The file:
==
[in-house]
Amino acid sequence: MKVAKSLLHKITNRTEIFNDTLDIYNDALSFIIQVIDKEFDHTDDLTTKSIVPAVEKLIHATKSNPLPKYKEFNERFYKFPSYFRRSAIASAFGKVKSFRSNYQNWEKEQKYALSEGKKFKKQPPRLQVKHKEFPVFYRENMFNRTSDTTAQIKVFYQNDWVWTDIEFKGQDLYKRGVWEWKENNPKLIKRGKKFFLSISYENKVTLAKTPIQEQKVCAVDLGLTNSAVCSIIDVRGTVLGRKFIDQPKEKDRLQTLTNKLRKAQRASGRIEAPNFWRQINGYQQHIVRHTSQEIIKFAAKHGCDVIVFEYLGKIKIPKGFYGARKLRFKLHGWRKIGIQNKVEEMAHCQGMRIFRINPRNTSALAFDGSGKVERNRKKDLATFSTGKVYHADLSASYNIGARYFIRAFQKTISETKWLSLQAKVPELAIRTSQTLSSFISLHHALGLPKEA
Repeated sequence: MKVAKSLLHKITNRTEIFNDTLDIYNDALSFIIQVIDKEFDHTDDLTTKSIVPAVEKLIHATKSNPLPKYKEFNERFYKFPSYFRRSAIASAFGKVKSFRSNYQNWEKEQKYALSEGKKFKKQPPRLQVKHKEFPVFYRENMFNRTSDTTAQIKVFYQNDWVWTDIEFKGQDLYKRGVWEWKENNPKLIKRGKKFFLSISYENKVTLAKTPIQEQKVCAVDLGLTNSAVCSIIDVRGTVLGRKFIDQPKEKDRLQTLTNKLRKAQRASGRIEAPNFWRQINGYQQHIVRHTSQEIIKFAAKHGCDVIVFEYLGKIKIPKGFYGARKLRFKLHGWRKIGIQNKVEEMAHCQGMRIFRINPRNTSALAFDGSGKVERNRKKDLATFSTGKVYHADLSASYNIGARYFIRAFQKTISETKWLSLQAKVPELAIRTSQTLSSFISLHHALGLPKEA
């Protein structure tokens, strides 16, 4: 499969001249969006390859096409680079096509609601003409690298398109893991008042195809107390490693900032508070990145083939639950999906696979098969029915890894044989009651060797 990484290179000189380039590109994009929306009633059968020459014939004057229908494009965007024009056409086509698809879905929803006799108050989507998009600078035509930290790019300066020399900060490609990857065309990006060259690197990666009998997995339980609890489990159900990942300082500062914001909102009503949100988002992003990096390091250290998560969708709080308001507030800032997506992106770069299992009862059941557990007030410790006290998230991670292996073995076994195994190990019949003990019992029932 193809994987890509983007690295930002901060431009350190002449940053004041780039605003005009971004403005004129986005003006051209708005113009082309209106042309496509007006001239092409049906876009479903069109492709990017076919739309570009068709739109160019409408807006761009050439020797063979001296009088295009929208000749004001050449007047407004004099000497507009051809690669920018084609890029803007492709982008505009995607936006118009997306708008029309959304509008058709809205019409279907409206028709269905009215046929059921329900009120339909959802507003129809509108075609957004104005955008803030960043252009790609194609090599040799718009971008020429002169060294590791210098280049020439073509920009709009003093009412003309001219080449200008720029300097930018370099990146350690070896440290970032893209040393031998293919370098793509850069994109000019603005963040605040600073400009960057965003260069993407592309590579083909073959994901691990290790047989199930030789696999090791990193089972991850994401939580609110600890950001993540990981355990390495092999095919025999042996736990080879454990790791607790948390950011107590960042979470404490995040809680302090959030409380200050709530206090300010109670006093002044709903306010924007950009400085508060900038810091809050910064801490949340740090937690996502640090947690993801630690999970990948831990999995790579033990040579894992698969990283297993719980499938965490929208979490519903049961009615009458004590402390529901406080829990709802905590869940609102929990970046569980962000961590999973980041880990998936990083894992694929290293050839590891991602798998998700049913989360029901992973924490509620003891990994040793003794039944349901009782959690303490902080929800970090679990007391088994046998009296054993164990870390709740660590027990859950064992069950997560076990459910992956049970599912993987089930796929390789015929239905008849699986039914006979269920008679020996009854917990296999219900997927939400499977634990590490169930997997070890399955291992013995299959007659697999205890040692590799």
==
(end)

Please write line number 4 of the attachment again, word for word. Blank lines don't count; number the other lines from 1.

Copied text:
């Protein structure tokens, strides 16, 4: 499969001249969006390859096409680079096509609601003409690298398109893991008042195809107390490693900032508070990145083939639950999906696979098969029915890894044989009651060797 990484290179000189380039590109994009929306009633059968020459014939004057229908494009965007024009056409086509698809879905929803006799108050989507998009600078035509930290790019300066020399900060490609990857065309990006060259690197990666009998997995339980609890489990159900990942300082500062914001909102009503949100988002992003990096390091250290998560969708709080308001507030800032997506992106770069299992009862059941557990007030410790006290998230991670292996073995076994195994190990019949003990019992029932 193809994987890509983007690295930002901060431009350190002449940053004041780039605003005009971004403005004129986005003006051209708005113009082309209106042309496509007006001239092409049906876009479903069109492709990017076919739309570009068709739109160019409408807006761009050439020797063979001296009088295009929208000749004001050449007047407004004099000497507009051809690669920018084609890029803007492709982008505009995607936006118009997306708008029309959304509008058709809205019409279907409206028709269905009215046929059921329900009120339909959802507003129809509108075609957004104005955008803030960043252009790609194609090599040799718009971008020429002169060294590791210098280049020439073509920009709009003093009412003309001219080449200008720029300097930018370099990146350690070896440290970032893209040393031998293919370098793509850069994109000019603005963040605040600073400009960057965003260069993407592309590579083909073959994901691990290790047989199930030789696999090791990193089972991850994401939580609110600890950001993540990981355990390495092999095919025999042996736990080879454990790791607790948390950011107590960042979470404490995040809680302090959030409380200050709530206090300010109670006093002044709903306010924007950009400085508060900038810091809050910064801490949340740090937690996502640090947690993801630690999970990948831990999995790579033990040579894992698969990283297993719980499938965490929208979490519903049961009615009458004590402390529901406080829990709802905590869940609102929990970046569980962000961590999973980041880990998936990083894992694929290293050839590891991602798998998700049913989360029901992973924490509620003891990994040793003794039944349901009782959690303490902080929800970090679990007391088994046998009296054993164990870390709740660590027990859950064992069950997560076990459910992956049970599912993987089930796929390789015929239905008849699986039914006979269920008679020996009854917990296999219900997927939400499977634990590490169930997997070890399955291992013995299959007659697999205890040692590799």